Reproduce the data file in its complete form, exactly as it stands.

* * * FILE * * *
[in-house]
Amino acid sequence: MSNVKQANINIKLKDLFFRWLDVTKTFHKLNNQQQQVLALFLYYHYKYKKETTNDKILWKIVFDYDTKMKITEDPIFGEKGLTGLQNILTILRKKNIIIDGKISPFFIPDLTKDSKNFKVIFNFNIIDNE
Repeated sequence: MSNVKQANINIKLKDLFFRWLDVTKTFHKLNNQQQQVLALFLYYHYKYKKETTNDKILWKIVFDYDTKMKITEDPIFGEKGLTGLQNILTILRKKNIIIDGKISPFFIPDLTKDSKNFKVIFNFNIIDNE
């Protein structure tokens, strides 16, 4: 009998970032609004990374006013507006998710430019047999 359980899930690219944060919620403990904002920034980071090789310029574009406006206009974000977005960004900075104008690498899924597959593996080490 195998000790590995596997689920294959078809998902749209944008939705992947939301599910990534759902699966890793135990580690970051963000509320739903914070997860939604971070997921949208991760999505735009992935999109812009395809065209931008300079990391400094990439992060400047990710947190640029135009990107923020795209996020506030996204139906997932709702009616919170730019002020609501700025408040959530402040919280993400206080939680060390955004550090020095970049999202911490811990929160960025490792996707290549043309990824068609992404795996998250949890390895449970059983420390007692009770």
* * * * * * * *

[in-house]
Amino acid sequence: MSNVKQANINIKLKDLFFRWLDVTKTFHKLNNQQQQVLALFLYYHYKYKKETTNDKILWKIVFDYDTKMKITEDPIFGEKGLTGLQNILTILRKKNIIIDGKISPFFIPDLTKDSKNFKVIFNFNIIDNE
Repeated sequence: MSNVKQANINIKLKDLFFRWLDVTKTFHKLNNQQQQVLALFLYYHYKYKKETTNDKILWKIVFDYDTKMKITEDPIFGEKGLTGLQNILTILRKKNIIIDGKISPFFIPDLTKDSKNFKVIFNFNIIDNE
């Protein structure tokens, strides 16, 4: 009998970032609004990374006013507006998710430019047999 359980899930690219944060919620403990904002920034980071090789310029574009406006206009974000977005960004900075104008690498899924597959593996080490 195998000790590995596997689920294959078809998902749209944008939705992947939301599910990534759902699966890793135990580690970051963000509320739903914070997860939604971070997921949208991760999505735009992935999109812009395809065209931008300079990391400094990439992060400047990710947190640029135009990107923020795209996020506030996204139906997932709702009616919170730019002020609501700025408040959530402040919280993400206080939680060390955004550090020095970049999202911490811990929160960025490792996707290549043309990824068609992404795996998250949890390895449970059983420390007692009770």